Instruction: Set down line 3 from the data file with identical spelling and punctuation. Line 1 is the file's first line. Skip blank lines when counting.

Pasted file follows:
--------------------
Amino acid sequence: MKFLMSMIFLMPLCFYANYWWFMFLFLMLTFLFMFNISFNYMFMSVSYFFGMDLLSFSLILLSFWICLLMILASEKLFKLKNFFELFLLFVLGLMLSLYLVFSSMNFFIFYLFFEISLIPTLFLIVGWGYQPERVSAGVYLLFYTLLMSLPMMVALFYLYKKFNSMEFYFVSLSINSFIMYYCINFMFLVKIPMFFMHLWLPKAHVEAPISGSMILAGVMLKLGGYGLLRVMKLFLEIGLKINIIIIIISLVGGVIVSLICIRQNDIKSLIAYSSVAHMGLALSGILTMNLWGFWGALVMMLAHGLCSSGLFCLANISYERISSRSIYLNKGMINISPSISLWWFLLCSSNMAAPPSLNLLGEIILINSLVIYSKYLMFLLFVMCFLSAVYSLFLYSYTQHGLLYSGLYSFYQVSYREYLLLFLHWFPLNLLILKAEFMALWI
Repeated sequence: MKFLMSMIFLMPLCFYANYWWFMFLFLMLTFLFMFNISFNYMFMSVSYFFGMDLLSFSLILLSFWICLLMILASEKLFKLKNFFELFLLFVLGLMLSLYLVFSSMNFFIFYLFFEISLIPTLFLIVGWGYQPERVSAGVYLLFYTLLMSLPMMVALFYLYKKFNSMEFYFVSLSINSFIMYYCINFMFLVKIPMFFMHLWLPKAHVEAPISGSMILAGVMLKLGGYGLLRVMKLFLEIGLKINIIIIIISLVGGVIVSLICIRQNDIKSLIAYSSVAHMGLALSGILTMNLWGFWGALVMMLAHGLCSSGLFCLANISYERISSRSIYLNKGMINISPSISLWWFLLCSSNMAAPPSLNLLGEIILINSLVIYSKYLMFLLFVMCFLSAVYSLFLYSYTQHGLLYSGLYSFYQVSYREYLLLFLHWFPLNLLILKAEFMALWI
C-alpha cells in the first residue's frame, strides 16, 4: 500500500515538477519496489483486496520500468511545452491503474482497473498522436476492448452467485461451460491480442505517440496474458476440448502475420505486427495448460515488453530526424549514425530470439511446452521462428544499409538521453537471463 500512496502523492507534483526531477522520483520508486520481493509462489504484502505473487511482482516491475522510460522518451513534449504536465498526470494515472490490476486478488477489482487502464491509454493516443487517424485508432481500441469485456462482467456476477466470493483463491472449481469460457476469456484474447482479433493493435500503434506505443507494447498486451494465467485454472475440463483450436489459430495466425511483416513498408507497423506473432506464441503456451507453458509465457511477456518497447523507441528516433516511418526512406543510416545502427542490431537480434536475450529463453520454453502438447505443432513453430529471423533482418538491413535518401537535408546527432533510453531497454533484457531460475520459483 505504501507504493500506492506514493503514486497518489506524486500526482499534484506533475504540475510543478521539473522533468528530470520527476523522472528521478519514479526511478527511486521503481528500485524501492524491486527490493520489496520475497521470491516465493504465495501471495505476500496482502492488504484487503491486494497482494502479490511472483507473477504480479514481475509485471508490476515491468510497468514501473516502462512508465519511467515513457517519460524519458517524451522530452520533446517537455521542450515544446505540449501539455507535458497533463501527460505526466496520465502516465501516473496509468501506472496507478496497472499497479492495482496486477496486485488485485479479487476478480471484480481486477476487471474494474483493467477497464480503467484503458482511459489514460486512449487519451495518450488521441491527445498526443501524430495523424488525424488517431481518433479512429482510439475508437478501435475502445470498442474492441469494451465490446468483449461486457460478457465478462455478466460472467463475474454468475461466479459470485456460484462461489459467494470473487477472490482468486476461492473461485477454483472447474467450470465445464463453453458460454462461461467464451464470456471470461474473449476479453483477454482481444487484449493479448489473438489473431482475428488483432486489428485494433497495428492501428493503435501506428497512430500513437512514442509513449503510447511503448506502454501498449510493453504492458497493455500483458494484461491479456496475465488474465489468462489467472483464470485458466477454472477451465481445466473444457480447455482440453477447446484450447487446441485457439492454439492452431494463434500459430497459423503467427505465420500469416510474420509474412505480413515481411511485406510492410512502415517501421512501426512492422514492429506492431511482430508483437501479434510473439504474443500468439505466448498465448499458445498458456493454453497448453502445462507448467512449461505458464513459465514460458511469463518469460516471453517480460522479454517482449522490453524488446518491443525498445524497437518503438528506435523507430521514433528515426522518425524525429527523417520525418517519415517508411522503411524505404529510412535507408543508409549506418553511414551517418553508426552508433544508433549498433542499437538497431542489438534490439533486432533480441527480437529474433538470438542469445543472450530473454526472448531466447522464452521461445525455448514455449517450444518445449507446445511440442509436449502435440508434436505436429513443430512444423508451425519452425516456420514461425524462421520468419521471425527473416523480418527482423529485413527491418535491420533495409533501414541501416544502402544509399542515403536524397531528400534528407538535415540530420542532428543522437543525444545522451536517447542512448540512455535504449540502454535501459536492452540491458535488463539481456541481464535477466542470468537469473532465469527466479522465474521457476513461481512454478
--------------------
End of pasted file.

C-alpha cells in the first residue's frame, strides 16, 4: 500500500515538477519496489483486496520500468511545452491503474482497473498522436476492448452467485461451460491480442505517440496474458476440448502475420505486427495448460515488453530526424549514425530470439511446452521462428544499409538521453537471463 500512496502523492507534483526531477522520483520508486520481493509462489504484502505473487511482482516491475522510460522518451513534449504536465498526470494515472490490476486478488477489482487502464491509454493516443487517424485508432481500441469485456462482467456476477466470493483463491472449481469460457476469456484474447482479433493493435500503434506505443507494447498486451494465467485454472475440463483450436489459430495466425511483416513498408507497423506473432506464441503456451507453458509465457511477456518497447523507441528516433516511418526512406543510416545502427542490431537480434536475450529463453520454453502438447505443432513453430529471423533482418538491413535518401537535408546527432533510453531497454533484457531460475520459483 505504501507504493500506492506514493503514486497518489506524486500526482499534484506533475504540475510543478521539473522533468528530470520527476523522472528521478519514479526511478527511486521503481528500485524501492524491486527490493520489496520475497521470491516465493504465495501471495505476500496482502492488504484487503491486494497482494502479490511472483507473477504480479514481475509485471508490476515491468510497468514501473516502462512508465519511467515513457517519460524519458517524451522530452520533446517537455521542450515544446505540449501539455507535458497533463501527460505526466496520465502516465501516473496509468501506472496507478496497472499497479492495482496486477496486485488485485479479487476478480471484480481486477476487471474494474483493467477497464480503467484503458482511459489514460486512449487519451495518450488521441491527445498526443501524430495523424488525424488517431481518433479512429482510439475508437478501435475502445470498442474492441469494451465490446468483449461486457460478457465478462455478466460472467463475474454468475461466479459470485456460484462461489459467494470473487477472490482468486476461492473461485477454483472447474467450470465445464463453453458460454462461461467464451464470456471470461474473449476479453483477454482481444487484449493479448489473438489473431482475428488483432486489428485494433497495428492501428493503435501506428497512430500513437512514442509513449503510447511503448506502454501498449510493453504492458497493455500483458494484461491479456496475465488474465489468462489467472483464470485458466477454472477451465481445466473444457480447455482440453477447446484450447487446441485457439492454439492452431494463434500459430497459423503467427505465420500469416510474420509474412505480413515481411511485406510492410512502415517501421512501426512492422514492429506492431511482430508483437501479434510473439504474443500468439505466448498465448499458445498458456493454453497448453502445462507448467512449461505458464513459465514460458511469463518469460516471453517480460522479454517482449522490453524488446518491443525498445524497437518503438528506435523507430521514433528515426522518425524525429527523417520525418517519415517508411522503411524505404529510412535507408543508409549506418553511414551517418553508426552508433544508433549498433542499437538497431542489438534490439533486432533480441527480437529474433538470438542469445543472450530473454526472448531466447522464452521461445525455448514455449517450444518445449507446445511440442509436449502435440508434436505436429513443430512444423508451425519452425516456420514461425524462421520468419521471425527473416523480418527482423529485413527491418535491420533495409533501414541501416544502402544509399542515403536524397531528400534528407538535415540530420542532428543522437543525444545522451536517447542512448540512455535504449540502454535501459536492452540491458535488463539481456541481464535477466542470468537469473532465469527466479522465474521457476513461481512454478